On my first trip to Kodiak in the early 1970s, my attitude was not too different from that of my Montana friends. Despite a certain degree of apprehension, I had camped near an artificial fish pass on Dog Salmon River. The ladder, built in 1962, enabled the movement of red salmon upstream over a falls to a spawning lake.

I had heard that bears often congregated below the ladder and were accustomed to people, so I set up my camera on a slight promontory just above the falls and waited. I watched bald eagles swooping over the river and feeding on salmon, but throughout the first morning I saw no bears. In late afternoon the sun came out, and I dozed off. A sound in the brush startled me awake. I turned and saw a bear just yards away walking toward the falls. My pulse soared as I focused my camera. Excited as I was, the bear seemed unconcerned. In fact, it never even looked at me.

I watched the bear wade into the river, make a sudden lunge and drag out a flapping salmon. It carried the fish straight toward me, and just 20 yards away began to eat it. I was on edge, but the bear regarded me with as much interest as a stone. Over the next two hours I watched the bear catch and eat 10 red salmon as it slowly worked its way downstream and eventually out of sight.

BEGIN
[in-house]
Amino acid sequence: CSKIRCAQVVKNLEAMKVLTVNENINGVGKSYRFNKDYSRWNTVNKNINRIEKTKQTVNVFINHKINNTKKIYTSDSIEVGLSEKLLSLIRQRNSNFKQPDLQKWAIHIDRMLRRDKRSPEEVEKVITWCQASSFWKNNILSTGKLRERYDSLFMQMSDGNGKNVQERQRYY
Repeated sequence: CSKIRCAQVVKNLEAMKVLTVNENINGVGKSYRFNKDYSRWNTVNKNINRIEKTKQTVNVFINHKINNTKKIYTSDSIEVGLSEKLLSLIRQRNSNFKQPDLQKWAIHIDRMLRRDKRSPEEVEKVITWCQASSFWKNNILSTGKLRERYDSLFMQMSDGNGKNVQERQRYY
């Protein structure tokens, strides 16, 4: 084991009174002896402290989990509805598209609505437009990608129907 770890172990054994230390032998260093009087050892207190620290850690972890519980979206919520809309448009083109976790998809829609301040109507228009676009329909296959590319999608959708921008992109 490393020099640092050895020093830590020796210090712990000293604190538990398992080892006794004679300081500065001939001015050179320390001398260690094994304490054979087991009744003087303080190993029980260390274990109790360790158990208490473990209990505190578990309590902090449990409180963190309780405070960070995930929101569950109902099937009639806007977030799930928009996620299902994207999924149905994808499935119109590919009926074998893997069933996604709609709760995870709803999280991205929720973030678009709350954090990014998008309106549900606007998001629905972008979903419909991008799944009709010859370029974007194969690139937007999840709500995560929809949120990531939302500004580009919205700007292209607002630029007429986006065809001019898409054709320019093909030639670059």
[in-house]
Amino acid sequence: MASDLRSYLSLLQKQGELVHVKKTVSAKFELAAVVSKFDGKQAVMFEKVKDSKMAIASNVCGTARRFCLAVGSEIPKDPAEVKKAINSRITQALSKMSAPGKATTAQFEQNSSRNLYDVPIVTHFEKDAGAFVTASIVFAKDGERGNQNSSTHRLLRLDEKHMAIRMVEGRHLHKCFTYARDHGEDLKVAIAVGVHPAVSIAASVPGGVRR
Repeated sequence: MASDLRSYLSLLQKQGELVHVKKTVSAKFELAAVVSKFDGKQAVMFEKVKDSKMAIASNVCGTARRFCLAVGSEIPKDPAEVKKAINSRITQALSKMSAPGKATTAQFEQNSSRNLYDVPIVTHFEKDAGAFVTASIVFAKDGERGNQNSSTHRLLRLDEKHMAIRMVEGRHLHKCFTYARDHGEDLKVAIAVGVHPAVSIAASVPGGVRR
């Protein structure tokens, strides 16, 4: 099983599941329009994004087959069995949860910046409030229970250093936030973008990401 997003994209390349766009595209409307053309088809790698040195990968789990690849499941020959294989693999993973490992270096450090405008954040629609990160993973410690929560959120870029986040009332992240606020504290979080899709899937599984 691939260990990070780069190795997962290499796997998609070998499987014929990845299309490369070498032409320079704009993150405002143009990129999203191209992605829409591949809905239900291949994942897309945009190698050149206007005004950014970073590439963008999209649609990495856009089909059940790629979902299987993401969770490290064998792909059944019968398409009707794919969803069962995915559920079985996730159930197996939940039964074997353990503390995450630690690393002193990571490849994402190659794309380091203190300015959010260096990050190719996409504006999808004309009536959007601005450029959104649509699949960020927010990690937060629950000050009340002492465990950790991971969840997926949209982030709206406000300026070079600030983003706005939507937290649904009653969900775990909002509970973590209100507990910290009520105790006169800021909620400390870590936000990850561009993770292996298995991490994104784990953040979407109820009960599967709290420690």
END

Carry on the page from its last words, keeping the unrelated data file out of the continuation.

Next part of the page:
Over the course of that week-long trip, I saw a dozen different bears, including two females with twin cubs. All the bears reacted to me in about the same way as the first. I never followed or pressed them but sat content at my selected vantage point and watched as the bears fished.

Over the decades my knowledge has been refined by hundreds of contacts. Most of the stuff I have heard about bears—indicating that they are everything from harmless to demonic—is untrue. More than anything else, bears just want to be left alone, and most are willing to leave people alone, too. I never forget that bears are large and powerful wild animals and as such can be dangerous. I neither take bears for granted nor try to insinuate myself into their activities. I strive to be a neutral observer.